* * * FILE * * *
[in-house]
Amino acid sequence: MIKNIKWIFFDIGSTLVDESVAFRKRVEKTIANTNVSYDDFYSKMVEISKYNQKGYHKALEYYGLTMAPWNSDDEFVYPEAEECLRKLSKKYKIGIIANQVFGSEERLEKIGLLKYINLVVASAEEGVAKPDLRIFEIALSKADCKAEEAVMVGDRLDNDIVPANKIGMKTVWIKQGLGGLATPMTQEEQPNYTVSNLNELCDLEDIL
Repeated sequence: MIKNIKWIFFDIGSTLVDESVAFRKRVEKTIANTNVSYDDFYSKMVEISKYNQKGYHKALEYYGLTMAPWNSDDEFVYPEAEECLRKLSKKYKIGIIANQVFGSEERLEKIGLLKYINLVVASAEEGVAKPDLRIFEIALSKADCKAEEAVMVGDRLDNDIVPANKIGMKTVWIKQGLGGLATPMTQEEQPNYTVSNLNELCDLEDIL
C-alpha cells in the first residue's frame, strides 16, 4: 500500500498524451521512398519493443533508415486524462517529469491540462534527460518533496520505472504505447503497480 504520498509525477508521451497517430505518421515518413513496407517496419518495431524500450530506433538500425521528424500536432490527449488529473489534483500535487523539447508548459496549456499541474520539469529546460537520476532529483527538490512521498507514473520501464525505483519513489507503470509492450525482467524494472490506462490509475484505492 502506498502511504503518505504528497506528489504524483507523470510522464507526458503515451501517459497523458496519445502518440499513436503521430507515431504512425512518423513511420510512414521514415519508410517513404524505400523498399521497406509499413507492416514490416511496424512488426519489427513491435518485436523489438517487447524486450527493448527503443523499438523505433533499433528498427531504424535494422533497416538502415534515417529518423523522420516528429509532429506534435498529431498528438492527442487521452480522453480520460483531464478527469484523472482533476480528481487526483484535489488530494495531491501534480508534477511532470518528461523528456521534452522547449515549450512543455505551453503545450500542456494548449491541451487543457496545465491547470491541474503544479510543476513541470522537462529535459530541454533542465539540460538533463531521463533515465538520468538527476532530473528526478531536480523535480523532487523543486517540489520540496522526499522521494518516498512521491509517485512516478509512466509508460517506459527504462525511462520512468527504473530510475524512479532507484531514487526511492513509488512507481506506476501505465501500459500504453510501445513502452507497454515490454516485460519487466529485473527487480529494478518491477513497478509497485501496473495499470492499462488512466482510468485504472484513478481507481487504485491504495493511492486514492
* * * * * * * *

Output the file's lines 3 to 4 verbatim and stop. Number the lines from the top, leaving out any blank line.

Repeated sequence: MIKNIKWIFFDIGSTLVDESVAFRKRVEKTIANTNVSYDDFYSKMVEISKYNQKGYHKALEYYGLTMAPWNSDDEFVYPEAEECLRKLSKKYKIGIIANQVFGSEERLEKIGLLKYINLVVASAEEGVAKPDLRIFEIALSKADCKAEEAVMVGDRLDNDIVPANKIGMKTVWIKQGLGGLATPMTQEEQPNYTVSNLNELCDLEDIL
C-alpha cells in the first residue's frame, strides 16, 4: 500500500498524451521512398519493443533508415486524462517529469491540462534527460518533496520505472504505447503497480 504520498509525477508521451497517430505518421515518413513496407517496419518495431524500450530506433538500425521528424500536432490527449488529473489534483500535487523539447508548459496549456499541474520539469529546460537520476532529483527538490512521498507514473520501464525505483519513489507503470509492450525482467524494472490506462490509475484505492 502506498502511504503518505504528497506528489504524483507523470510522464507526458503515451501517459497523458496519445502518440499513436503521430507515431504512425512518423513511420510512414521514415519508410517513404524505400523498399521497406509499413507492416514490416511496424512488426519489427513491435518485436523489438517487447524486450527493448527503443523499438523505433533499433528498427531504424535494422533497416538502415534515417529518423523522420516528429509532429506534435498529431498528438492527442487521452480522453480520460483531464478527469484523472482533476480528481487526483484535489488530494495531491501534480508534477511532470518528461523528456521534452522547449515549450512543455505551453503545450500542456494548449491541451487543457496545465491547470491541474503544479510543476513541470522537462529535459530541454533542465539540460538533463531521463533515465538520468538527476532530473528526478531536480523535480523532487523543486517540489520540496522526499522521494518516498512521491509517485512516478509512466509508460517506459527504462525511462520512468527504473530510475524512479532507484531514487526511492513509488512507481506506476501505465501500459500504453510501445513502452507497454515490454516485460519487466529485473527487480529494478518491477513497478509497485501496473495499470492499462488512466482510468485504472484513478481507481487504485491504495493511492486514492